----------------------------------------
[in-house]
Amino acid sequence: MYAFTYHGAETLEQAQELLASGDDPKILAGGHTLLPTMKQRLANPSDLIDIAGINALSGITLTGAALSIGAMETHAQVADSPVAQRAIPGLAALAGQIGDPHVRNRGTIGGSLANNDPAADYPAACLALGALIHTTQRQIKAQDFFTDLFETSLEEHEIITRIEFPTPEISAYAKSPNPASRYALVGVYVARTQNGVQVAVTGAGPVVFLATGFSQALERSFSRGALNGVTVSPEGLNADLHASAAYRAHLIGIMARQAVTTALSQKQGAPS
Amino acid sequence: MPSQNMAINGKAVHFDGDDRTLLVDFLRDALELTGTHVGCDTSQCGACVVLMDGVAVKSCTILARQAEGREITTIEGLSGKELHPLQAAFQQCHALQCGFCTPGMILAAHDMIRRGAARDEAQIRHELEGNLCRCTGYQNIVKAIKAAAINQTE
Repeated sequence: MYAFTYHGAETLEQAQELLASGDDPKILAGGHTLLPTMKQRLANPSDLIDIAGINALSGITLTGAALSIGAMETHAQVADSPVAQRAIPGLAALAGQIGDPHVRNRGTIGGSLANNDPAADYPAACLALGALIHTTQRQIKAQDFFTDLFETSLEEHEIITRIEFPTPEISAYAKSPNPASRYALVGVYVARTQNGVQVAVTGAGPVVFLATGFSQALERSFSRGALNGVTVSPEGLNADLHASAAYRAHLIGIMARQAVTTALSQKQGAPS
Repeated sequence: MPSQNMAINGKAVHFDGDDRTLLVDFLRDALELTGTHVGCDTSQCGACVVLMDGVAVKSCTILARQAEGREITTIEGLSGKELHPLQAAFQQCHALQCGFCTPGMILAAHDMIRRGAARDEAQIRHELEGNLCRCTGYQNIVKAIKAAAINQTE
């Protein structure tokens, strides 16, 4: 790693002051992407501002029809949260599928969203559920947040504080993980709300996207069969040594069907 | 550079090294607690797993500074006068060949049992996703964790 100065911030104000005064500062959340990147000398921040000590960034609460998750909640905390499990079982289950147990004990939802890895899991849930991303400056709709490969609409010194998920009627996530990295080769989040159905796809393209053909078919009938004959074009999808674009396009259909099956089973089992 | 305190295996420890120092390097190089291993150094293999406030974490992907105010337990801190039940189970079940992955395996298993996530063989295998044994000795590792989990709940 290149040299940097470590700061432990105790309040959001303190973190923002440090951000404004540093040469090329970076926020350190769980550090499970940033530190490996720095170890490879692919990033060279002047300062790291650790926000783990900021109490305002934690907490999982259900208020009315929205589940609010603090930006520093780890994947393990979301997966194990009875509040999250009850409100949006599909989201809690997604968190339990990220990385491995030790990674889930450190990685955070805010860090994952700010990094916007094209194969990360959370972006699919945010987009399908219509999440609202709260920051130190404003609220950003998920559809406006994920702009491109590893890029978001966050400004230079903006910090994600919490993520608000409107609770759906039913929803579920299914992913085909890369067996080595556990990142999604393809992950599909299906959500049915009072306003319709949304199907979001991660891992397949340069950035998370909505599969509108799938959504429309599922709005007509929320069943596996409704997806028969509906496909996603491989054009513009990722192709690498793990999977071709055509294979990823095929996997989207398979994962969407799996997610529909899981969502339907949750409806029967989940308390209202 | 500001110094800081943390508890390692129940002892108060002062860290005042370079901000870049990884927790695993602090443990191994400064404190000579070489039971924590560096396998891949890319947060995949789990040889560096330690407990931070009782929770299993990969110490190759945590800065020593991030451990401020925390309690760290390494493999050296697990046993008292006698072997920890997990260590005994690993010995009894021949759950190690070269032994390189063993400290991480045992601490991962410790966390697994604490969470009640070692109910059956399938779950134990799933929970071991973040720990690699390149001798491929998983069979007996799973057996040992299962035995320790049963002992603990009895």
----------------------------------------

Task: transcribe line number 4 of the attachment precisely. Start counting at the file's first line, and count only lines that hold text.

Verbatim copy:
Repeated sequence: MYAFTYHGAETLEQAQELLASGDDPKILAGGHTLLPTMKQRLANPSDLIDIAGINALSGITLTGAALSIGAMETHAQVADSPVAQRAIPGLAALAGQIGDPHVRNRGTIGGSLANNDPAADYPAACLALGALIHTTQRQIKAQDFFTDLFETSLEEHEIITRIEFPTPEISAYAKSPNPASRYALVGVYVARTQNGVQVAVTGAGPVVFLATGFSQALERSFSRGALNGVTVSPEGLNADLHASAAYRAHLIGIMARQAVTTALSQKQGAPS